Read NFIB’s positions on climate and energy policies that affect small business.
Small business owners depend on energy supplies at globally competitive prices to operate and effectively run their businesses. According to NFIB’s Energy Consumption poll, energy costs are one of the top three business expenses in 35% of small businesses.
Small companies use energy for several business-essential purposes. The primary energy cost:
- For 38% of small firms is operating vehicles
- For one-third of small firms is heating and/or cooling
- For one-fifth of small firms is operating equipment.
Energy costs have increased rapidly over the last few years. Small business owners are not able to adjust the price of their goods and services quickly enough to match potentially steep energy cost increases without hurting their customer base. Plus, owners are not able to change business practices fast enough to offset the increases. For example, most owners cannot afford to buy new, more energy-efficient equipment if current equipment still has useful life. They are effectively caught in a squeeze that only time and/or good fortune will release.
It is critical for America’s small businesses to have access to affordable and reliable supplies of energy to remain competitive. NFIB recognizes its members’ concerns and is dedicated to working with lawmakers to find energy solutions that work for small business.
Cap and Trade by Regulation – EPA’s Clean Power Plan Rule
With efforts to pass cap-and-trade legislation stalled for the foreseeable future, the Administration has turned to the Environmental Protection Agency to mandate GHG emission reductions.
So far, the effort has been focused on reducing GHG emissions from power plants. In August 2015, the EPA finalized controversial new rules aimed at reducing emissions by 32 percent from 2005 levels by 2030.
NFIB opposes these rules because they will impose expensive costs on states electricity producers, who will in turn pass on higher electricity bills to small businesses and consumers. In addition, the rules inhibit the use of reliable and cheaper fossil fuel energy sources in favor of cleaner sources such as wind and solar. Unfortunately, at the present time, these new sources are not advanced enough to offer the reliable energy small businesses need. Read NFIB’s comments on the proposed rules on new plants and existing plants.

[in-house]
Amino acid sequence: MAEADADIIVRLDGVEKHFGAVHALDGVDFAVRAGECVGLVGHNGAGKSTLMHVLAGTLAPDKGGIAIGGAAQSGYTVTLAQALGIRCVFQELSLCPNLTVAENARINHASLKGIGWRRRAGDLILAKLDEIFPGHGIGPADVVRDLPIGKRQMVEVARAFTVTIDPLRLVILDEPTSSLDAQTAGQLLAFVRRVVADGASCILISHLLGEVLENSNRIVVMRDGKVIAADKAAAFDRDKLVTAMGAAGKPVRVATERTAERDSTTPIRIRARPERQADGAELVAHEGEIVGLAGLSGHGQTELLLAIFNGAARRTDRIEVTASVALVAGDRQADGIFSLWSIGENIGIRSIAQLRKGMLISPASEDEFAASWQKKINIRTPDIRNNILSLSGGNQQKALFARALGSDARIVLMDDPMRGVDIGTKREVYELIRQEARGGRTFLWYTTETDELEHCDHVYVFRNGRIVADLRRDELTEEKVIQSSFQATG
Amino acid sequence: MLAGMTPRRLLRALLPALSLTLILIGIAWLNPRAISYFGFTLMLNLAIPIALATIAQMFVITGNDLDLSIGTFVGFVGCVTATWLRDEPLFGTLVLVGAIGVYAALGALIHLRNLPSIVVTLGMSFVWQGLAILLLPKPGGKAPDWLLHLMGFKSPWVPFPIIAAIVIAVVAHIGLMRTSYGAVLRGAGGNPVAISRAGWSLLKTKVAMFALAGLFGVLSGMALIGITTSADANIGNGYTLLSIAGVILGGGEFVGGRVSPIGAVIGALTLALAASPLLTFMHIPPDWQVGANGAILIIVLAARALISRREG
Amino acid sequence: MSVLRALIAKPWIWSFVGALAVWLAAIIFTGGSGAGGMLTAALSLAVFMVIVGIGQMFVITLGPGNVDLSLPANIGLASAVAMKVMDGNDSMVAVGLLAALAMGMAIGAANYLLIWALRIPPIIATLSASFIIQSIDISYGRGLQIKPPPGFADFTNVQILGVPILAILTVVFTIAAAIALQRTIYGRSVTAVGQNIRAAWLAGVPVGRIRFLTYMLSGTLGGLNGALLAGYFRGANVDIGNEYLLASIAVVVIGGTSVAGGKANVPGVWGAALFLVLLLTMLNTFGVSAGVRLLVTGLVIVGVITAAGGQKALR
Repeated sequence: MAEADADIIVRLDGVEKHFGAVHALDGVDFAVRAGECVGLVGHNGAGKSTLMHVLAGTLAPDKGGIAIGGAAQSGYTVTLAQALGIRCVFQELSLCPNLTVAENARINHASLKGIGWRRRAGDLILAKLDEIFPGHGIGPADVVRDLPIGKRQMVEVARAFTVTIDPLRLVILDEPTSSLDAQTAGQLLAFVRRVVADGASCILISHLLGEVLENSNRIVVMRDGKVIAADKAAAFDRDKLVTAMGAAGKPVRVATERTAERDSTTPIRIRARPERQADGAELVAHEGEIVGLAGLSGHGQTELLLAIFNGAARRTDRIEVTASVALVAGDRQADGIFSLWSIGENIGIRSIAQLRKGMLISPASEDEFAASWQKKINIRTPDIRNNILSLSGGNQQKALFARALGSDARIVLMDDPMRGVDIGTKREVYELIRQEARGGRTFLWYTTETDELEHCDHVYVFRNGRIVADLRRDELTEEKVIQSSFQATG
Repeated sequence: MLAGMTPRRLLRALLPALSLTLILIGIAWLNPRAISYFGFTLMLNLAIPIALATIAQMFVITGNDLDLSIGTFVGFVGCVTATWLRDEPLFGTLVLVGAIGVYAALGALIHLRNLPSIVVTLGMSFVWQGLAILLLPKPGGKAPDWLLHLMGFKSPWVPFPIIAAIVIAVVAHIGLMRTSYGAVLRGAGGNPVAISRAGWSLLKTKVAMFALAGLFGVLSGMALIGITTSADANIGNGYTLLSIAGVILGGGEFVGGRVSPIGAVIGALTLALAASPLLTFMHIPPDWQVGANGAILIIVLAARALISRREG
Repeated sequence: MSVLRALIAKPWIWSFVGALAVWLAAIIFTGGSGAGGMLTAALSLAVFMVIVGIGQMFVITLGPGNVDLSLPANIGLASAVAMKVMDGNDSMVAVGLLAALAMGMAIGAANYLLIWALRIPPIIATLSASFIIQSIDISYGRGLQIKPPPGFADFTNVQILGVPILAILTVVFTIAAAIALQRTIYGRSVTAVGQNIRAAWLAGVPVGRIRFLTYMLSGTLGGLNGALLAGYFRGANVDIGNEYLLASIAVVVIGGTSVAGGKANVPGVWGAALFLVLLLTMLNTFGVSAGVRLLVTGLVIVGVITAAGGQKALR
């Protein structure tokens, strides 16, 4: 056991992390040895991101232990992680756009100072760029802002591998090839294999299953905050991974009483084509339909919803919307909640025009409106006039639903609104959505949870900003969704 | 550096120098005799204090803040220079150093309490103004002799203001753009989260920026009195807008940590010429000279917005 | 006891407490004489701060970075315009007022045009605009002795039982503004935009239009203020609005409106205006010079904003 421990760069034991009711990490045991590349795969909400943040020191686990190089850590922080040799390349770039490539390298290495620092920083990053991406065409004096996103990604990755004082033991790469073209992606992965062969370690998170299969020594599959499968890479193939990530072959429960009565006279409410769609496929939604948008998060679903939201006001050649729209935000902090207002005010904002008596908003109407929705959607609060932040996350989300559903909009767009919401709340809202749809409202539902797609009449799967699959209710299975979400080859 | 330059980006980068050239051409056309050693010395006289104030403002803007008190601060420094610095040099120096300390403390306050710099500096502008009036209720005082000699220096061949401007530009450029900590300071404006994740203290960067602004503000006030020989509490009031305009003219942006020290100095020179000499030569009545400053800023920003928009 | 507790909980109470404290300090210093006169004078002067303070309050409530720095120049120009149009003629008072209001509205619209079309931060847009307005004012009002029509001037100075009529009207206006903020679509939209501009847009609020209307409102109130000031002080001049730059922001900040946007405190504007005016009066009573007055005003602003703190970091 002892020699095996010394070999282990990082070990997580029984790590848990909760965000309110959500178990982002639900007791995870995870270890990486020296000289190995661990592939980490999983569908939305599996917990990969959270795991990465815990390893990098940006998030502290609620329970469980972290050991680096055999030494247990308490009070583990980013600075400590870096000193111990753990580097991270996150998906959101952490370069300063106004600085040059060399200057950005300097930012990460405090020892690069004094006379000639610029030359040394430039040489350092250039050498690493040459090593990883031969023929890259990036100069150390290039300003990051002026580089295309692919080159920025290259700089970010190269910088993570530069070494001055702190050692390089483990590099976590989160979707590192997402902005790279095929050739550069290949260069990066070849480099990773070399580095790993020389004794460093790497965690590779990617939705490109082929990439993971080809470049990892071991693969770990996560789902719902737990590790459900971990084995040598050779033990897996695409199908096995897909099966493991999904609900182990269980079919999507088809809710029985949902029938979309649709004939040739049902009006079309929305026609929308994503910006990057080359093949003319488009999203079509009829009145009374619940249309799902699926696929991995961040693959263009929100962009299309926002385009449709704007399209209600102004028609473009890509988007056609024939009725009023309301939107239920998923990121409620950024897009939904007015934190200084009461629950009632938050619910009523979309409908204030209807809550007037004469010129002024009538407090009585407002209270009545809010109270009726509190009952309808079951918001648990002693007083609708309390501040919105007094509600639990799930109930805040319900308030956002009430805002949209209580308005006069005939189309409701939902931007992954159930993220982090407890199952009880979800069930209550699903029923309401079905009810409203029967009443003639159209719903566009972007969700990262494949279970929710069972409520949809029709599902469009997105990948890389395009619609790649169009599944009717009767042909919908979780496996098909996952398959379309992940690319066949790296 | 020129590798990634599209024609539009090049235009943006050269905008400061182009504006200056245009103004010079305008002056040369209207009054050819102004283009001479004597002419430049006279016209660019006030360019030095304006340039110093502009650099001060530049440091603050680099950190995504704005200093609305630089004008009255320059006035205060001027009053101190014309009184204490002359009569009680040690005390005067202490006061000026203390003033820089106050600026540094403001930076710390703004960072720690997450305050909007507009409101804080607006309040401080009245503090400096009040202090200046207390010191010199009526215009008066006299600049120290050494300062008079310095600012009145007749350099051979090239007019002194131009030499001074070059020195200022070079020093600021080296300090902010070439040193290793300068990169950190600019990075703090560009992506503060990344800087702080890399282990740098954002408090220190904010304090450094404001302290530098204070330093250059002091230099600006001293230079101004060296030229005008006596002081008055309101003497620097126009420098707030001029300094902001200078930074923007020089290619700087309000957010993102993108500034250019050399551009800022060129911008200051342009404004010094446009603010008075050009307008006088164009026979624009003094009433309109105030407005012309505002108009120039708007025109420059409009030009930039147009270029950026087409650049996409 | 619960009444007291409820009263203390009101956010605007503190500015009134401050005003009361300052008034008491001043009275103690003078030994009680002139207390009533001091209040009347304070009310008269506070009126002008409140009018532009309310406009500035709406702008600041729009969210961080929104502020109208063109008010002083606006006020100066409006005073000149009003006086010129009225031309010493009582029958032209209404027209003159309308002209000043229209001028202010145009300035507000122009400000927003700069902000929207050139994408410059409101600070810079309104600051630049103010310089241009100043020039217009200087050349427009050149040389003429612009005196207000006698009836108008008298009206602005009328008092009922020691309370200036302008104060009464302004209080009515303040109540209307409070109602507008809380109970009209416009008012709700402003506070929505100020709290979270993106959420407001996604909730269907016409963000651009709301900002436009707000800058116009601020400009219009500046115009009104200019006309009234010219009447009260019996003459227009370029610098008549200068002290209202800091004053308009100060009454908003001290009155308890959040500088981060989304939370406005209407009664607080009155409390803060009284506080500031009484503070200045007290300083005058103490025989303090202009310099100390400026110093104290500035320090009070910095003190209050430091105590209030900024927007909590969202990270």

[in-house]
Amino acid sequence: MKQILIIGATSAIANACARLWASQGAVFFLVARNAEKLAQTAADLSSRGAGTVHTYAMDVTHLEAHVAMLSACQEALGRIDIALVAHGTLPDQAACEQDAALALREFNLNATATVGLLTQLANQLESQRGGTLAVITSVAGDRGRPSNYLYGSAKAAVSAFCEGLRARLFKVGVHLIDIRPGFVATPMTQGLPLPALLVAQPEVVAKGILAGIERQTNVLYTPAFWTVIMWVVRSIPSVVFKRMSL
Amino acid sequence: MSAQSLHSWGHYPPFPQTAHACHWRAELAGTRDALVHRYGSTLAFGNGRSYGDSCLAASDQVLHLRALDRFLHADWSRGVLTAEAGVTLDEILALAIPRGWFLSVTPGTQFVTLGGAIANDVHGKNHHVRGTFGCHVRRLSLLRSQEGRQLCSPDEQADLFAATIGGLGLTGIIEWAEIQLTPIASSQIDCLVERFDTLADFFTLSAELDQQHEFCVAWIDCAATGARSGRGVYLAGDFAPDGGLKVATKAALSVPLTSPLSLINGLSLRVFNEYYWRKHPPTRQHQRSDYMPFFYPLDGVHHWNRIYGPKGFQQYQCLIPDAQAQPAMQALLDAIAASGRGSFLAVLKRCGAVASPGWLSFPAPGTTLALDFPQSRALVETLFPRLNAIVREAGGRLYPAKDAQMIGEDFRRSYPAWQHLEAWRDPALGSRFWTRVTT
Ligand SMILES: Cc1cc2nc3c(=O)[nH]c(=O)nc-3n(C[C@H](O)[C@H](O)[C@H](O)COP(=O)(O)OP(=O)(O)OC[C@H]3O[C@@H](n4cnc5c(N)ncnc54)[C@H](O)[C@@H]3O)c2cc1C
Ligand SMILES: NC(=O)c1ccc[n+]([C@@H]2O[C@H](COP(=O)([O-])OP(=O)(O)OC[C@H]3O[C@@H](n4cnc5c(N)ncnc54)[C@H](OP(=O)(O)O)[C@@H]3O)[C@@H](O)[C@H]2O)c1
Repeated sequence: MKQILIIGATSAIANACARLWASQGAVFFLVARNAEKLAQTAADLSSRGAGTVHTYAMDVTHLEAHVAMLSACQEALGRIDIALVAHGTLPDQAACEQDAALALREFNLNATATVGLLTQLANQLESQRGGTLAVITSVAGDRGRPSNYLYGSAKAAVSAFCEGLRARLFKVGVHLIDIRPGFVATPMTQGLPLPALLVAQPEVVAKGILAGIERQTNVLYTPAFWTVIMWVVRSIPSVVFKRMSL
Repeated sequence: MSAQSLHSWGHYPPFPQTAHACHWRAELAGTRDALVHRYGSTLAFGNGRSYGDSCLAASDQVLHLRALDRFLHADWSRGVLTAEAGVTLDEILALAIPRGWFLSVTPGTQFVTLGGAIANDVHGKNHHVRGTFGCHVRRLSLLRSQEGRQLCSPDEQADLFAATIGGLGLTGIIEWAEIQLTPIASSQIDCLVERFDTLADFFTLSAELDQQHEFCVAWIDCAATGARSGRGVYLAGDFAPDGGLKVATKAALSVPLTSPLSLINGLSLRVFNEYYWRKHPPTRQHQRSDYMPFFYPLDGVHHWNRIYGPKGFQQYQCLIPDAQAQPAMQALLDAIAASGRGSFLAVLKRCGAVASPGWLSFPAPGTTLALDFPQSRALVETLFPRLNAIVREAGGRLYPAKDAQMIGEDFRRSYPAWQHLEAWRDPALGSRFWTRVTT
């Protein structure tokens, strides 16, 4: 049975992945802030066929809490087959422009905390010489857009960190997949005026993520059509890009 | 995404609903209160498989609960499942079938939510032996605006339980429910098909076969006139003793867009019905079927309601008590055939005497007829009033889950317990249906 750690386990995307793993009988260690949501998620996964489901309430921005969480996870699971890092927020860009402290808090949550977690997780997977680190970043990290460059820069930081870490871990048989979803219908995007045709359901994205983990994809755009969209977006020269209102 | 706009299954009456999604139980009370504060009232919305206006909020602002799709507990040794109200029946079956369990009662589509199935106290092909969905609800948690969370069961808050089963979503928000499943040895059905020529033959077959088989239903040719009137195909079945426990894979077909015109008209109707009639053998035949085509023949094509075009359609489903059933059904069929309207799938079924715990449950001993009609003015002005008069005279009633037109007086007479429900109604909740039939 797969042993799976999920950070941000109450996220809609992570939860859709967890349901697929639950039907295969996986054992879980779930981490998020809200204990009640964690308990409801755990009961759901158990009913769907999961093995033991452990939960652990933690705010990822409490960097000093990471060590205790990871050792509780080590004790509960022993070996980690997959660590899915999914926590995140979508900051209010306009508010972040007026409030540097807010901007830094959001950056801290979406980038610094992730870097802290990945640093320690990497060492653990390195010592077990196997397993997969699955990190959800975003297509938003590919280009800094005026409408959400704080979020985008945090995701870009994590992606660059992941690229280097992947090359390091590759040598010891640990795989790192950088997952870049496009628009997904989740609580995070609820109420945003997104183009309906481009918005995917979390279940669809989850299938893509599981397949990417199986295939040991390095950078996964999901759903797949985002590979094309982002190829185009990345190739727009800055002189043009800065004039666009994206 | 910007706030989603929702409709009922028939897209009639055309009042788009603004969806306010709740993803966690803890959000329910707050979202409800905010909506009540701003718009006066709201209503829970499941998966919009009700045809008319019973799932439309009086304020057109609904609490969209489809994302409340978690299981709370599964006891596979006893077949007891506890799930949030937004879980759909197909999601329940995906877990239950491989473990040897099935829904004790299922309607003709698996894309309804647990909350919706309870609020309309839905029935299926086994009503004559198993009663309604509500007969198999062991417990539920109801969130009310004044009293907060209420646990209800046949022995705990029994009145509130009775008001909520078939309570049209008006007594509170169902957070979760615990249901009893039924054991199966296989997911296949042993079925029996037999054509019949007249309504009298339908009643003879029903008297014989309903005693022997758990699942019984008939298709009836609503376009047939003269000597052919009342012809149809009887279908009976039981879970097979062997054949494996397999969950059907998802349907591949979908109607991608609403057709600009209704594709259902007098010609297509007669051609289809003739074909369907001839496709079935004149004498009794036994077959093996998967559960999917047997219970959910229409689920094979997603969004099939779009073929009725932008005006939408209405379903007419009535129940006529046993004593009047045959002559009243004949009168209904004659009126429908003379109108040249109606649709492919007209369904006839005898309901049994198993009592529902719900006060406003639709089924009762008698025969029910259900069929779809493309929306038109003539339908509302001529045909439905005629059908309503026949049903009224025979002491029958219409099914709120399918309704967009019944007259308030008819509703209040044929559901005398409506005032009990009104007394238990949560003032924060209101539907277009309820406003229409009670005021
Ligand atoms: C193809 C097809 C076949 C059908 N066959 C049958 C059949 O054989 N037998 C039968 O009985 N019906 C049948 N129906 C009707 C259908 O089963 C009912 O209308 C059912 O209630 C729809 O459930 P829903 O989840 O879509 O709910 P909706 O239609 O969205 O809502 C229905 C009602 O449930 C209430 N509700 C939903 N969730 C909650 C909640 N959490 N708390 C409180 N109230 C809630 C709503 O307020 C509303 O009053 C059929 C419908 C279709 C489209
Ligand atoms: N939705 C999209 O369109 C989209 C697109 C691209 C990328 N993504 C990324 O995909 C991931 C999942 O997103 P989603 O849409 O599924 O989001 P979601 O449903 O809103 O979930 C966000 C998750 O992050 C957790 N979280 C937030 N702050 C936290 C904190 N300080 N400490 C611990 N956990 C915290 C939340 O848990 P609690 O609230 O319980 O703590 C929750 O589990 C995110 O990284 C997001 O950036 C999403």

Read NFIB’s Letter in Support of S. J. Res. 23 and S. J. Res. 24, the Congressional Review Act resolutions of disapproval in response to the Obama Administration’s problematic power plant regulations.
Cap and trade is a legislative effort supported by environmentalists to regulate greenhouse gas (GHG) emissions, while also a way for the federal government to raise revenue (i.e. taxes) to pay for new programs. Cap and trade limits the amount of GHGs businesses may emit by requiring them to purchase government credits to offset their emissions.
- Virtually all businesses emit at least some greenhouse gases (carbon, carbon dioxide, methane, etc).
- Cap and trade’s hidden taxes will affect all businesses, even if they don’t have high emissions.
- If “low emitters” are exempt, they’ll still indirectly pay for the cap and trade system.
Current proposals would significantly raise energy-related costs and lead to considerable job losses. Although big businesses, like public utility companies and large-scale manufacturers, would likely bear the initial costs of the program, they will pass the cost on to small businesses and consumers in the form of higher prices.
For further reading about cap-and-trade legislation, visit our Cap and Trade information page and read What Cap and Trade Will Do to Small Business.
NFIB was disappointed in the Obama administration’s decision to reject the Keystone XL pipeline. NFIB believed construction of the Keystone XL pipeline would have been important for reducing America’s reliance of foreign energy and helping to lower the cost of fuels small businesses use every day. In addition, the project had the potential to create thousands of jobs that would have helped create and support small businesses in communities where the jobs would have been created.
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